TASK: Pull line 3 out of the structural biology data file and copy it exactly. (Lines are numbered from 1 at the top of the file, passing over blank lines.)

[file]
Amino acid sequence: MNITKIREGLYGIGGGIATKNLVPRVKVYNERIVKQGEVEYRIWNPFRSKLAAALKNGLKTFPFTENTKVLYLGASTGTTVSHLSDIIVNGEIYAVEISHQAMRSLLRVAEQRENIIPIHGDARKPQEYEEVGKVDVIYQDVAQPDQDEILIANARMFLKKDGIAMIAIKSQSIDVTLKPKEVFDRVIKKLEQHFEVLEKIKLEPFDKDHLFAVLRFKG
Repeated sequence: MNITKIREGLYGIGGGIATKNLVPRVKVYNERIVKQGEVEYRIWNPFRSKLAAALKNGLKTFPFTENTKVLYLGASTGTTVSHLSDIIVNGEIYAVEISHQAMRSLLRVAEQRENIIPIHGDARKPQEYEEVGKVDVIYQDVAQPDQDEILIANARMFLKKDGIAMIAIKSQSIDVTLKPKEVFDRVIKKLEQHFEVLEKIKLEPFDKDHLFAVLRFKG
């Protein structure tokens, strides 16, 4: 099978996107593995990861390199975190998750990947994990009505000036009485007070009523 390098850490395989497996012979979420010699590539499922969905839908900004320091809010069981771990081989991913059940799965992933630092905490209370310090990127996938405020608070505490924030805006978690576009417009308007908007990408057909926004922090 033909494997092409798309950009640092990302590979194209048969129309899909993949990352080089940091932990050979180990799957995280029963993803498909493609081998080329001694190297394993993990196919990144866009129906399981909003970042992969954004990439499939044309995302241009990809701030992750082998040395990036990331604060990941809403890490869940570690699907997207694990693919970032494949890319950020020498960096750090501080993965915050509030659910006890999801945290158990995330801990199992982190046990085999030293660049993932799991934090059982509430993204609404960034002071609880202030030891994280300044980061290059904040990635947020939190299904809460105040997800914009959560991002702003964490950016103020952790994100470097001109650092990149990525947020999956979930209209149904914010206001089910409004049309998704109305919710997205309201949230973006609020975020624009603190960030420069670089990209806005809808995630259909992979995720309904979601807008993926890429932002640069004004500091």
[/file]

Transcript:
């Protein structure tokens, strides 16, 4: 099978996107593995990861390199975190998750990947994990009505000036009485007070009523 390098850490395989497996012979979420010699590539499922969905839908900004320091809010069981771990081989991913059940799965992933630092905490209370310090990127996938405020608070505490924030805006978690576009417009308007908007990408057909926004922090 033909494997092409798309950009640092990302590979194209048969129309899909993949990352080089940091932990050979180990799957995280029963993803498909493609081998080329001694190297394993993990196919990144866009129906399981909003970042992969954004990439499939044309995302241009990809701030992750082998040395990036990331604060990941809403890490869940570690699907997207694990693919970032494949890319950020020498960096750090501080993965915050509030659910006890999801945290158990995330801990199992982190046990085999030293660049993932799991934090059982509430993204609404960034002071609880202030030891994280300044980061290059904040990635947020939190299904809460105040997800914009959560991002702003964490950016103020952790994100470097001109650092990149990525947020999956979930209209149904914010206001089910409004049309998704109305919710997205309201949230973006609020975020624009603190960030420069670089990209806005809808995630259909992979995720309904979601807008993926890429932002640069004004500091």